Wednesday, September 26, 2012

Exit Wounds of an ex-warrior

Today I had the unexpected honour of going to the launch of Exit Wounds by one of Australia's top commanders, retired Major General John Cantwell, in the auspicious Mess Hall at Duntroon, Canberra.

I was there by invitation of support author, Greg Bearup, and my long time friend, Lisa Upton.

For Cantwell to choose the very heart of Australian Defence Force territory - in the company of the Chief of the ADF - to launch his story confirming his long and tormenting battle with Post Traumatic Stress Disorder (PSTD) was brave indeed.

He maintains a deep respect for men and women in uniform while being vulnerable about the impact of his time in war zones. He fires important questions about Australia's military adventures with its western friends in the Middle East.

The book, written with surprising poise and detail, is a real eye-opener, a rare glimpse of sleep-deprived life, complex and contradictory, on the front line of the so-called war on terror.

He describes the sheer bloody and senseless loss of life in Iraq, and more infuriating, the bias and apathy of Iraq's politicians who allowed their prejudices to fuel retaliatory sectarian violence across Baghdad and beyond.

Why was Australia a member of the Coalition when the Iraqi leadership it liaised with did not lead with the best interests of all Iraq's people in mind? But then having spent as much money on the war effort as Australia has, why has the Government not extended that into meaningful cultural and material trade opportunities since?

The book launch itself did not focus on geopolitics and issues of national interest, but instead on the unseen wounds of war inflicted ‘by stealth’. Exit Wounds is compulsory text for any military cadet and serving soldier. It's also fodder for a speedy departure from a region where it seems locals would not even know or care to know was being protected by Australians, some of whom shed blood for them. The human cost described – physical and mental - is beyond measure. Whatever incremental improvements the decade plus-long war there has brought, you have to wonder if the pain to realise those changes justifies the cost.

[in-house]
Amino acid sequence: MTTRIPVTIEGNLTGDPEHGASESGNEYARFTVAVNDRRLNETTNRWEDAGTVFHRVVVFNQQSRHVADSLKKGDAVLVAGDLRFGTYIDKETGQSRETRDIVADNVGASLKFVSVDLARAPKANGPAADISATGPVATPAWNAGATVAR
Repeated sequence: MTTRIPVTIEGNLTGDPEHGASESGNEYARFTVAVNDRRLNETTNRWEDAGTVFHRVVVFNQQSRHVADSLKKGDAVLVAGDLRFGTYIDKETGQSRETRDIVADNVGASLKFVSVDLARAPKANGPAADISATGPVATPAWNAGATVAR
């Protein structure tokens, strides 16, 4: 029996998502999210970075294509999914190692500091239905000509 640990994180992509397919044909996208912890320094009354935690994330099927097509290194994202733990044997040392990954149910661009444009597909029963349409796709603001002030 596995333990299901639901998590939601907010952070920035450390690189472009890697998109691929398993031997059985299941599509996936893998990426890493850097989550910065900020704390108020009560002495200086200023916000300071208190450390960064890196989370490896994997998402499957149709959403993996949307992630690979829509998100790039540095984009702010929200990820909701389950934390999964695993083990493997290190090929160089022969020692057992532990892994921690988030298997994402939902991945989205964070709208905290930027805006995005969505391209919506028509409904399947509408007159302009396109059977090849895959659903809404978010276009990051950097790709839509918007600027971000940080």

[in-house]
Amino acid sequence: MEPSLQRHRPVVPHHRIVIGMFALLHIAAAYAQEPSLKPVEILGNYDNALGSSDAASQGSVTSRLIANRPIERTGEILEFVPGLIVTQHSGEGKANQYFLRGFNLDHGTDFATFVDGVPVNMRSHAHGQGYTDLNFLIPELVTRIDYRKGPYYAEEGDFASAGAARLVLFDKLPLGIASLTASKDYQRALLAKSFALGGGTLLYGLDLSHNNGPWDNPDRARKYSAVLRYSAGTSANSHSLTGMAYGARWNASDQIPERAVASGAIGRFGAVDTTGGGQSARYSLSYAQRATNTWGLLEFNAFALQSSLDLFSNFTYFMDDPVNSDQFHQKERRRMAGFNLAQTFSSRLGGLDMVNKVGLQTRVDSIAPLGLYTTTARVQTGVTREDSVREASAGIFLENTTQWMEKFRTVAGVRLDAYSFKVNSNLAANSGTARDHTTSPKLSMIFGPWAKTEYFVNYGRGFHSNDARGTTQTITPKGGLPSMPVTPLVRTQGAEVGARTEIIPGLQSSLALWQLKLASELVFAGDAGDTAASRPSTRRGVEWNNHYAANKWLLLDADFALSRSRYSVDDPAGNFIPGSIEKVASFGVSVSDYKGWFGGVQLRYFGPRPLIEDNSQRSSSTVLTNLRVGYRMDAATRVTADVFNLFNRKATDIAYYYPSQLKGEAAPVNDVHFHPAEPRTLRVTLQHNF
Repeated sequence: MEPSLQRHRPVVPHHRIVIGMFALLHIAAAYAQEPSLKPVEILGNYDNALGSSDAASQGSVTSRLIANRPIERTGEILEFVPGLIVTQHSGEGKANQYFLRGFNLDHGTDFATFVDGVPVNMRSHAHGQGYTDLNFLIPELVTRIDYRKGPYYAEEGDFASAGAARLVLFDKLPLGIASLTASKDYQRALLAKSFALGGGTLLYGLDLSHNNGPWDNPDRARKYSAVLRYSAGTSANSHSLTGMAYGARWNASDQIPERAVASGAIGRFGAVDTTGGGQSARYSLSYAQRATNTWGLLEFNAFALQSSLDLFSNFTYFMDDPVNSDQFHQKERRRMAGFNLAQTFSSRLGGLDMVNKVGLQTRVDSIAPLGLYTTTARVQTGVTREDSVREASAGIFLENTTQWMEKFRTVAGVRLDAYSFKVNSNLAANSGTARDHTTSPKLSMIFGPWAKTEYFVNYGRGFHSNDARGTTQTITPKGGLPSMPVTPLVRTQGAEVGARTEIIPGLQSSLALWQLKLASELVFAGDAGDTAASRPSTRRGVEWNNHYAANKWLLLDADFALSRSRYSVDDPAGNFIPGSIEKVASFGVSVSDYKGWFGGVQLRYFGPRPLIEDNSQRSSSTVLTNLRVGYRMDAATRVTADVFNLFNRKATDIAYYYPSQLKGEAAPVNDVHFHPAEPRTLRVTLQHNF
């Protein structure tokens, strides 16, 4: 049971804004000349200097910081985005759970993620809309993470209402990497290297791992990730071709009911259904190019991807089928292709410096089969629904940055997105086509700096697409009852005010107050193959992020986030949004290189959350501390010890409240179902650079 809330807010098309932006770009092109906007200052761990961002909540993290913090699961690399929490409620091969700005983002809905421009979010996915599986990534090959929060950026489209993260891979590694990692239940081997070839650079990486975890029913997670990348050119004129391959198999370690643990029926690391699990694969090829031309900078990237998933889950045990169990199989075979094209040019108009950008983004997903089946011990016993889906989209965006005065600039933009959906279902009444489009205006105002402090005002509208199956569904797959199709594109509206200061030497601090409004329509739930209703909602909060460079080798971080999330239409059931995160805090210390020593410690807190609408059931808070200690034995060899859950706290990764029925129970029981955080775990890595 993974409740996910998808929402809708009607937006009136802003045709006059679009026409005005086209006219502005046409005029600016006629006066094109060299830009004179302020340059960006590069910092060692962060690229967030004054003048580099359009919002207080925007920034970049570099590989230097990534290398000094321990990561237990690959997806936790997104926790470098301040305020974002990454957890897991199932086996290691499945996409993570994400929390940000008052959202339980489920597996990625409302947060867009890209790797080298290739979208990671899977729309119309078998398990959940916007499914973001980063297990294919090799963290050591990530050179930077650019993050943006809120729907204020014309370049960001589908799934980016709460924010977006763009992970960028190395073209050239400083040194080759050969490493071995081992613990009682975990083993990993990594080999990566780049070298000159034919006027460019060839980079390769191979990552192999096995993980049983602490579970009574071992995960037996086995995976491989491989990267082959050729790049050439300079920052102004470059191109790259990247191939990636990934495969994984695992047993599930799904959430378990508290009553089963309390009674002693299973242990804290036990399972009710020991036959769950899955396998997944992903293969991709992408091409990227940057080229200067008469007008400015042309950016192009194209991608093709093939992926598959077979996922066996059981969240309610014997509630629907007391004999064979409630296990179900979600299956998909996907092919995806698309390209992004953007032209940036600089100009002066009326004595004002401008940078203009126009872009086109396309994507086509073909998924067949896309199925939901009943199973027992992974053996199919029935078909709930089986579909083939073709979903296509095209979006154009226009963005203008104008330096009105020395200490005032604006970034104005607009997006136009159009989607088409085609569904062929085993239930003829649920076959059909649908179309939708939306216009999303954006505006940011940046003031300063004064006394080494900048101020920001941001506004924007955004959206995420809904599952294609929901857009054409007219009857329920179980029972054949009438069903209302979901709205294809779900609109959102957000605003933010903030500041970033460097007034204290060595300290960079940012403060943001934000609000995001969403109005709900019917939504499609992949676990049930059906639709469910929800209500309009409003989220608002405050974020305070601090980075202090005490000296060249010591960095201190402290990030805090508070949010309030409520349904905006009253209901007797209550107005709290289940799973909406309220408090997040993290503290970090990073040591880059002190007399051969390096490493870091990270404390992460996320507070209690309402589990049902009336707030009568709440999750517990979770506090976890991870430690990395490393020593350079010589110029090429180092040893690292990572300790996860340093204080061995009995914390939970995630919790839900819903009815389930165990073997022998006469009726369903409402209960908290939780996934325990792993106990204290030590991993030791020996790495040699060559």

Cantwell describes the persistent nightmares that began after his first combat battle in the Iraq desert in 1991. He saw a lone hand reaching out of the sand belonging to an Iraqi man buried alive. Hundreds of soldiers were buried dead and alive in the dark of night during Operation Desert Storm as the Coalition bulldozed enemy trenches. Cantwell carried that stark image and others to come in his mind for decades. The freeze frames ushered intense feelings of remorse, rage and shame. But he would have to be a machine not to be deeply affected. That his humanity (and impatience) grew, rather than shrivel up is truly something.

Cantwell was again in Iraq for another brutal episode post 9/11 (after pleading, inexplicably, with his superiors to return there) and then in Afghanistan, with its beauty as rough as its politics, in 2010-11 for part of what many describe as mission creep. There is some hope when he travels to Baghdad in that time, cautiously buoyed by visible improvements in the city since the first Gulf War. The Americans come across as hard-ball, playing cowboys and Indians whereas the British show a more genteel disposition and philosophy.

As commander of Australian forces in Afghanistan, an ambitious Cantwell paints an interesting picture of the frustrating mechanics between Canberra and the battle zone. He would prepare detailed briefings for his bosses at home, only to find important stories and messages remained invisible to the Australian media. Why? Largely due to the “draconian control of information” by the Department of Defence Public Affairs Office and the Defence Minister's office.

Afghanistan was a war he concludes, not worth fighting for. While touched by the hospitality extended by many ordinary Afghans,there is also among their same villages, compassion and passion fatigue. Cantwell is not impressed by the lethargy of war-weary Afghanistan National Army soldiers (most, only given a veneer of training). But why would they be anything but reluctant and poorly disciplined when they themselves probably live with undiagnosed PTSD and had no real say in the design and implementation of this life-threatening project aimed at defending their country against a Taliban insurgency. It is a project with no obvious end and one that Australia is trying to exit from, one hopes, with some dignity.

Cantwell's book is also a love story that translates well, especially for defence families. While waiting for my copy to be signed (on a gorgeous spring day in the Capitol, the blossoms out, far removed from the stench and fear of war zones) I yarned with the wife of another officer suffering from PTSD. He’d had for many years she said. She bought several copies, including one for her husband's psychiatrist and for their two kids, such was the nature of this significant and untold story (When her husband is having a bad spell, she tells the kids ‘Dad is having an Afghanistan moment’).

She said she devoured the chapters written by John Cantwell’s wife, Jane, about enduring and supporting a husband suffering PTSD. Jane's account made her feel less lonely. Mrs Cantwell had written her life too into the Australian literary landscape for the first time. She cried there in the queue. Her tears were hot, sad and a full of relief but her resigned eyes said 'come what may'.